“We also can’t bend to the backlash from reactionaries who use victimization as an excuse for violence,” he writes. “We need to address the structural barriers to opportunity that are far less visible than the laws that enforced segregation. Fixing the damage our government caused to an entire segment of our society will take more than just 50 years. We can start by being more honest with ourselves and with future generations.”

And that will take time, which Pearson admits.

“We’re not trying to rush it,” Pearson says of the effort, which he and others are nurturing along quietly. “We’re having a conversation in the community that may take some time to bring to a conclusion. We’re getting started and we’re encouraged about what we see.”

Perhaps it’s too early in the work to assess opposition — particularly in light of the rancorous debate around the fate of the “Our Confederate Hero” statue — but Pearson stresses: when it comes to memorializing the victims and building a framework around the discussion of the legacy of lynching, and around the notion of reconciliation, it’s important to remember that this specific initiative is FOR something, not against.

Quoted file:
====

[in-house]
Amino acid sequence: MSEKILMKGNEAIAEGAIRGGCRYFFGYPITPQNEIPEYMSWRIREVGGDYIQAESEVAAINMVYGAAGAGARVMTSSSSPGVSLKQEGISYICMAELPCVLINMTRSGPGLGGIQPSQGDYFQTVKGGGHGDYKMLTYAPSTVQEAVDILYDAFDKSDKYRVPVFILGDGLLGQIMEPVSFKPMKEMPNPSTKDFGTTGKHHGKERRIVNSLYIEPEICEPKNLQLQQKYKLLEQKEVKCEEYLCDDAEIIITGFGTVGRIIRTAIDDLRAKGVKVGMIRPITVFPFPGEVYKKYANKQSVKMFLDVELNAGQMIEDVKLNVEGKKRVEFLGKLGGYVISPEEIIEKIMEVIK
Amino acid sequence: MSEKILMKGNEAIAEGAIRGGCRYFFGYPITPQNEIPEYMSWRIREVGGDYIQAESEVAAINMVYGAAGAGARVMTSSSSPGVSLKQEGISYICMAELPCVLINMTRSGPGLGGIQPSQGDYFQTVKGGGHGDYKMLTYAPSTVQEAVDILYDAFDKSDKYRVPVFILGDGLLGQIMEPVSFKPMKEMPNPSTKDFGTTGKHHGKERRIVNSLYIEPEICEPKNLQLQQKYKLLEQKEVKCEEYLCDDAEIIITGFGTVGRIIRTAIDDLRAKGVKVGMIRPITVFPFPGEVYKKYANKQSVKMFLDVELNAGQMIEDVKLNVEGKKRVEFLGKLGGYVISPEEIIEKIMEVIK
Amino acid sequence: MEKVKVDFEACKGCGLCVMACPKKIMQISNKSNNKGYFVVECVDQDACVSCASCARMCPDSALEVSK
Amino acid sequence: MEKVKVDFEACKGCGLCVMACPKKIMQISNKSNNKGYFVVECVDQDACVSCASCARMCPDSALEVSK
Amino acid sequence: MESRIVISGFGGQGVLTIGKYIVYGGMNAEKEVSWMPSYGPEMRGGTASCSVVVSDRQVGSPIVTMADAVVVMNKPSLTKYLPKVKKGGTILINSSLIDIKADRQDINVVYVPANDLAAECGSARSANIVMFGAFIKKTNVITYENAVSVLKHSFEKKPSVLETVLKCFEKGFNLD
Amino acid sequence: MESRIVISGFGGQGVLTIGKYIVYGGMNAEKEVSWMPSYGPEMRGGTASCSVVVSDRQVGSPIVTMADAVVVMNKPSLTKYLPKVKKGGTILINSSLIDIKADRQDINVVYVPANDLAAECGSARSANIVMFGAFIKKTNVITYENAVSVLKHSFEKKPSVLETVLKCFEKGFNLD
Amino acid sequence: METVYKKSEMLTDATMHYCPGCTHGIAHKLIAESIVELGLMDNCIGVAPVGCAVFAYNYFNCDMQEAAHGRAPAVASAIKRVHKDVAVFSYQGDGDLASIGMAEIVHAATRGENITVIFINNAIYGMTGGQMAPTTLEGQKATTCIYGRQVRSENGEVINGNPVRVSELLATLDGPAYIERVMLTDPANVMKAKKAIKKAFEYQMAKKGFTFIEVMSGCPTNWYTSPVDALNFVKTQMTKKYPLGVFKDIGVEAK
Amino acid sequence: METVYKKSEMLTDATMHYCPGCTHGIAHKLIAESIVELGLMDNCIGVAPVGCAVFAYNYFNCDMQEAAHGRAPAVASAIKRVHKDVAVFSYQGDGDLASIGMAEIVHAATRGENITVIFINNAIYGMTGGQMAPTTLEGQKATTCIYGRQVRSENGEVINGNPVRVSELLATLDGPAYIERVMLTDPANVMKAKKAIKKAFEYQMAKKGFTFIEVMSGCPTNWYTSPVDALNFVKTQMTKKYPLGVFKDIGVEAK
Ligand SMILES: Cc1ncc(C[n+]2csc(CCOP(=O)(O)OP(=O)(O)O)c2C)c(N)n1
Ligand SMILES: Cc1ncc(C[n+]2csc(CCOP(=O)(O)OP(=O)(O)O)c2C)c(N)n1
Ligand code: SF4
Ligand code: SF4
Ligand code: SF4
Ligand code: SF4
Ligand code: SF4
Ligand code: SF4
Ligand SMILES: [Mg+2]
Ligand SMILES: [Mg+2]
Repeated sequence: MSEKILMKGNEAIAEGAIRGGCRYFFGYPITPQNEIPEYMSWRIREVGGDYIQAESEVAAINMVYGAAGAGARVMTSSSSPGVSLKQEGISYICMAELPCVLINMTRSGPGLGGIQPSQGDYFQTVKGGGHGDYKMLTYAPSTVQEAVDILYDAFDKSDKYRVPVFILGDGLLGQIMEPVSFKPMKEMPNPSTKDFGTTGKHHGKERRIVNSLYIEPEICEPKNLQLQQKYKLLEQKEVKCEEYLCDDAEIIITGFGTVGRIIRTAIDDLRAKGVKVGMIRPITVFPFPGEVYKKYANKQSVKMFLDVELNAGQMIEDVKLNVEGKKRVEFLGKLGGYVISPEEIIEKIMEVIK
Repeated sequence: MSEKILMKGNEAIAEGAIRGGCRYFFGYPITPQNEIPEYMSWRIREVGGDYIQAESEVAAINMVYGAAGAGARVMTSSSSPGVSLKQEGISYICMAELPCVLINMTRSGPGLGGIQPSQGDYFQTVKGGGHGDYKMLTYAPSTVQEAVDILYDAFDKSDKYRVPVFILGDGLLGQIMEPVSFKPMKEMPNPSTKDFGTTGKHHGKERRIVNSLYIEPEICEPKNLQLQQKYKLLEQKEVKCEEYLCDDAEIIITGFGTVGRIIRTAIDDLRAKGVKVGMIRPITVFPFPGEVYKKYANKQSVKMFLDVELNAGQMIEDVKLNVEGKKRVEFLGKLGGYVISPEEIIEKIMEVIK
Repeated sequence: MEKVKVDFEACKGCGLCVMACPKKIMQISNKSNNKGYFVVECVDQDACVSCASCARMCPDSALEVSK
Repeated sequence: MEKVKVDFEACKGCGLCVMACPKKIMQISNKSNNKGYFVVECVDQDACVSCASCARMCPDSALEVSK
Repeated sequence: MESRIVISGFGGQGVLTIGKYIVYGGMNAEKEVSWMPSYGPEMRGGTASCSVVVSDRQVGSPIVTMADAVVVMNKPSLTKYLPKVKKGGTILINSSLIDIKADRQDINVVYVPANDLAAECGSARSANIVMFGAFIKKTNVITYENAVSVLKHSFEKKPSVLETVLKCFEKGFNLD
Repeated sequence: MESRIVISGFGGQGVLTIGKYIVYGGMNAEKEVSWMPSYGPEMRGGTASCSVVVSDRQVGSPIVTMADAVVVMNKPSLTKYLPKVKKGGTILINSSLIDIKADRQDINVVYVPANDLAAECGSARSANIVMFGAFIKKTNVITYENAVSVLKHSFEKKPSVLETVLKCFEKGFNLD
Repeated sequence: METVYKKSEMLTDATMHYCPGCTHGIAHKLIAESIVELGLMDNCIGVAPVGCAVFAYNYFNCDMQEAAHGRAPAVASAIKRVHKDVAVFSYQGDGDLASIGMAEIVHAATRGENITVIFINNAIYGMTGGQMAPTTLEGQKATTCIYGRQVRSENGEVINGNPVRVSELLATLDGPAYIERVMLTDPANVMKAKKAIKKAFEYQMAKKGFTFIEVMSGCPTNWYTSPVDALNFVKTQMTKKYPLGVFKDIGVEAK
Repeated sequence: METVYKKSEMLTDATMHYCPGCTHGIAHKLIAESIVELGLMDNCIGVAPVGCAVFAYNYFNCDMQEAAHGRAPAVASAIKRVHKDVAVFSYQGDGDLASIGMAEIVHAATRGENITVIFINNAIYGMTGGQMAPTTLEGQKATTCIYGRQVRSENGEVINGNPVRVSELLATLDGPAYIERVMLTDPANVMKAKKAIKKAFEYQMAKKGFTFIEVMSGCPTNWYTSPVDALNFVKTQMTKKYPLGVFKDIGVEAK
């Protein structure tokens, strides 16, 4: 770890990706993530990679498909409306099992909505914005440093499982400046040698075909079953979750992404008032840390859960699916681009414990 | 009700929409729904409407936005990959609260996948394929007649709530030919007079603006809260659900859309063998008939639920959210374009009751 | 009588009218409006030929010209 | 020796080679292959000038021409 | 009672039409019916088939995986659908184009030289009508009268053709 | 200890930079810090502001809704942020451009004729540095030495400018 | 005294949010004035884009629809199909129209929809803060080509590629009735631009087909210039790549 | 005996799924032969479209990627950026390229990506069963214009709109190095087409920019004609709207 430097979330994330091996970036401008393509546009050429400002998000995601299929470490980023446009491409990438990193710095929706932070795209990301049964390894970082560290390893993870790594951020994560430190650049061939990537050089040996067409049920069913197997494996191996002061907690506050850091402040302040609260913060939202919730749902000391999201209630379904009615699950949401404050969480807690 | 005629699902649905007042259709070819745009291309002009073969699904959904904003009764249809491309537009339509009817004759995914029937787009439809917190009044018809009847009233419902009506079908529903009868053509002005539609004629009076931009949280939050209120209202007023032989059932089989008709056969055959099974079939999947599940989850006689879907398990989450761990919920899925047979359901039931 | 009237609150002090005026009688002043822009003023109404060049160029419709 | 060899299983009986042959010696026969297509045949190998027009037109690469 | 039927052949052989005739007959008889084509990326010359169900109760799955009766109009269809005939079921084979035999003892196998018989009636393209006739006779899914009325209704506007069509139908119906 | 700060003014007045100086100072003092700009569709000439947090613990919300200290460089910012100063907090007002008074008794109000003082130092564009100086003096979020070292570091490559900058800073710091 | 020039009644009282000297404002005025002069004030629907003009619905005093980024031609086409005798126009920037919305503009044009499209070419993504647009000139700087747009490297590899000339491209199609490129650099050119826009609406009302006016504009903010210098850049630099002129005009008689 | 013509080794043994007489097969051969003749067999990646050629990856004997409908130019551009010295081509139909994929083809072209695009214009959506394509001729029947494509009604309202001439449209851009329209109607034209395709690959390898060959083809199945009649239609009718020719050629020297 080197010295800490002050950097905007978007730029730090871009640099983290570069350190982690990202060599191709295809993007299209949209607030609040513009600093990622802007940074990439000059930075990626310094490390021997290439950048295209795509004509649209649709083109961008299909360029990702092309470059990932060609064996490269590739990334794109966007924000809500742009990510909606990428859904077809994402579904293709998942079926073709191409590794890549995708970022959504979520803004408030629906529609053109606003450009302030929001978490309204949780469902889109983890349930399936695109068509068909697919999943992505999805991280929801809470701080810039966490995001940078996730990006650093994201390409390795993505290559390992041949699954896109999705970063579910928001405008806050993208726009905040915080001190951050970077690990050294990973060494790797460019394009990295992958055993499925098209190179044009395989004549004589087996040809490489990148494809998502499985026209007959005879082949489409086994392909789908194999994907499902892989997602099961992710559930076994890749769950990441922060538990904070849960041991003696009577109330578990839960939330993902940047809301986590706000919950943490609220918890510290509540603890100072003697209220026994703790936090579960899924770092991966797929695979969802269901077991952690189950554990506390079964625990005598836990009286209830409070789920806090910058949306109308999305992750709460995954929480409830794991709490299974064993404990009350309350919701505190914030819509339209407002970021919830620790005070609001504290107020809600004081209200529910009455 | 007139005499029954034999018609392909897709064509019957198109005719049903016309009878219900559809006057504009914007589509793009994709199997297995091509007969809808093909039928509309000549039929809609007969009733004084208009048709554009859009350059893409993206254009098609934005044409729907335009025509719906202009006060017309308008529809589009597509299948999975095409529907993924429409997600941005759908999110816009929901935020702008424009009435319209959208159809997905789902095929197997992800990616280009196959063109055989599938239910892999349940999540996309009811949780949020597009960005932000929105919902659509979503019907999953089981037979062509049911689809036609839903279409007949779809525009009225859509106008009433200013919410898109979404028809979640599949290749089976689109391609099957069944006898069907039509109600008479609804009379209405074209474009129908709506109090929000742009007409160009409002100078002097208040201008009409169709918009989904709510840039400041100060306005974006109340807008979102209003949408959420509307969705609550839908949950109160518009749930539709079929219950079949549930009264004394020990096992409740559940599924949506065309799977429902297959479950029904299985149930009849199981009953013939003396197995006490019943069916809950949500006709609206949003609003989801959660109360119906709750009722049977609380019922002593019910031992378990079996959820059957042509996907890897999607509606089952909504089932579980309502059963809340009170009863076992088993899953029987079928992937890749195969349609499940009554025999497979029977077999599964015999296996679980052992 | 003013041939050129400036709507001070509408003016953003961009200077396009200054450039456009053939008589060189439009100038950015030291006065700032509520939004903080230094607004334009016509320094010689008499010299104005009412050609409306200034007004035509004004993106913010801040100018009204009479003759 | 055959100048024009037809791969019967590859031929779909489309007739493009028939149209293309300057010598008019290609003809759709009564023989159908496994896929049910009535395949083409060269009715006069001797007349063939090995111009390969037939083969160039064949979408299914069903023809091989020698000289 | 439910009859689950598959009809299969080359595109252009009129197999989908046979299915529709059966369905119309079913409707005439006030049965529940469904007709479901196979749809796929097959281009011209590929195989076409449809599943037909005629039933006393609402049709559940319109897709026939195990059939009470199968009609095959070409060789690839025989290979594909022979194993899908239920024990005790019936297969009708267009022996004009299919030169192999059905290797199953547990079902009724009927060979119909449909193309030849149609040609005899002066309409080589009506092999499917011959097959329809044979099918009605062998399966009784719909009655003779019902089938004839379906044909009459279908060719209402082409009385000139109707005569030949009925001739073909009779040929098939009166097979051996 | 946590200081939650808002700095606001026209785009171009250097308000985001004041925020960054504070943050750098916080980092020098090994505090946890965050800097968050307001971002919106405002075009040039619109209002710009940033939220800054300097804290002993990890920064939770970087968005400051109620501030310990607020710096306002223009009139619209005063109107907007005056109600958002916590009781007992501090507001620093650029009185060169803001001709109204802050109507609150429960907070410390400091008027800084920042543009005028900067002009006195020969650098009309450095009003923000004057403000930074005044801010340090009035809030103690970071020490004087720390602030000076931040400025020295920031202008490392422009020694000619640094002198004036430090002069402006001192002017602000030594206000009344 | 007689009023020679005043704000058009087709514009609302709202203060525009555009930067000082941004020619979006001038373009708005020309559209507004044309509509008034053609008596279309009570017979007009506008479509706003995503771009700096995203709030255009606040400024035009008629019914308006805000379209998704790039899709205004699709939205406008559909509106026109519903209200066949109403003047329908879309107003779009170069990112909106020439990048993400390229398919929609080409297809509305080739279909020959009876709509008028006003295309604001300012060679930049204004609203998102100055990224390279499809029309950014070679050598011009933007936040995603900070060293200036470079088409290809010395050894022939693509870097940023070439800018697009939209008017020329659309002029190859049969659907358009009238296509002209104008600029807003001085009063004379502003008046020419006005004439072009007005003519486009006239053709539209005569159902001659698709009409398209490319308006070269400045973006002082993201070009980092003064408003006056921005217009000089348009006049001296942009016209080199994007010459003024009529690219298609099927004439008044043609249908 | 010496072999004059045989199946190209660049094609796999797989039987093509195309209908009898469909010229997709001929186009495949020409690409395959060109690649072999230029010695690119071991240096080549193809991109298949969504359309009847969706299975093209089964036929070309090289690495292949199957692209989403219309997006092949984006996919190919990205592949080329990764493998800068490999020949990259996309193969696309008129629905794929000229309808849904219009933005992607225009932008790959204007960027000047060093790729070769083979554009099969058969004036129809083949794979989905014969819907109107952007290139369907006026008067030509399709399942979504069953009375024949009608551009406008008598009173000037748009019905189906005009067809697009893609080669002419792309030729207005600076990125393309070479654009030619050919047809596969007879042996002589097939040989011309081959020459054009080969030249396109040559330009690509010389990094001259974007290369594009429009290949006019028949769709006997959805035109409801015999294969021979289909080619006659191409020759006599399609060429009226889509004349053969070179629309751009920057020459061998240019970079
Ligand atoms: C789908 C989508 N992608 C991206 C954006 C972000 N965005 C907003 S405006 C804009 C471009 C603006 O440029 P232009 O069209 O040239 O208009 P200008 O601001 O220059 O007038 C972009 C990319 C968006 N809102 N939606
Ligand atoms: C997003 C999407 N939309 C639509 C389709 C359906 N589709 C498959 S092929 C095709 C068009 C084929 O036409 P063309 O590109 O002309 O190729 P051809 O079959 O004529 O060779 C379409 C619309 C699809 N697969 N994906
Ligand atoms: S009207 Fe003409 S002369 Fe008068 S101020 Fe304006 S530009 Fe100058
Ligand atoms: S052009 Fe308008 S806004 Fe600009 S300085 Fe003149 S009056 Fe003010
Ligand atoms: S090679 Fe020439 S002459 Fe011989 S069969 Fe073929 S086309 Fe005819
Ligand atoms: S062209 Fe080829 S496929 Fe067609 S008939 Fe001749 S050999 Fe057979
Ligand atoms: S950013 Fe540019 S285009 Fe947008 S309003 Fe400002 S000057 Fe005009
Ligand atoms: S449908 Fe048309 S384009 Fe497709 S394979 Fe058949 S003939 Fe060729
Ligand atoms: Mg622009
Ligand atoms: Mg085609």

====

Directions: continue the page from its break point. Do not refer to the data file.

“Reconciliation doesn’t require that everyone completely agree, but it lets everyone understand what happened and think about its effects down through the years,” he says. “In my experience, it always leads to progress based on a shared knowledge.”

He reminds the community that the Equal Justice Community Remembrance project is non-partisan, non-confrontational and non-violent.

“White and black communities in more than 300 counties in this country already are working together on these Equal Justice projects,” Pearson says. “We are having a community-wide discussion with one purpose in mind: to recognize and respect all the history of Chatham County and use it as a foundation for building a better community.”

It is natural and expected that a history of actual events that occurred here should be understood, respected and recognized, he says, because “it will change the way we look at history, understand history, and understand the people who went through that history.

“We will be reaching out as we have already to talk with everyone interested in knowing about the history and discussing it,” he said. “Memorializing that history could take many forms: discussions, artistic exhibits, speaking events, education, essay competitions, presentations to interested groups, and should include a physical representation for all to see and learn from.”

It’s in the looking, Crawford says, that we’ll find a path.

“It’s a reset button on the question,” he says, “but I know, as well as you, the argument that there needs to be a new cultural understanding will be denounced as a new attempt at brainwashing. But if we get everybody to focus on the facts, the facts, the facts, the facts, and base your interpretive claims upon the facts, then we’re going somewhere.”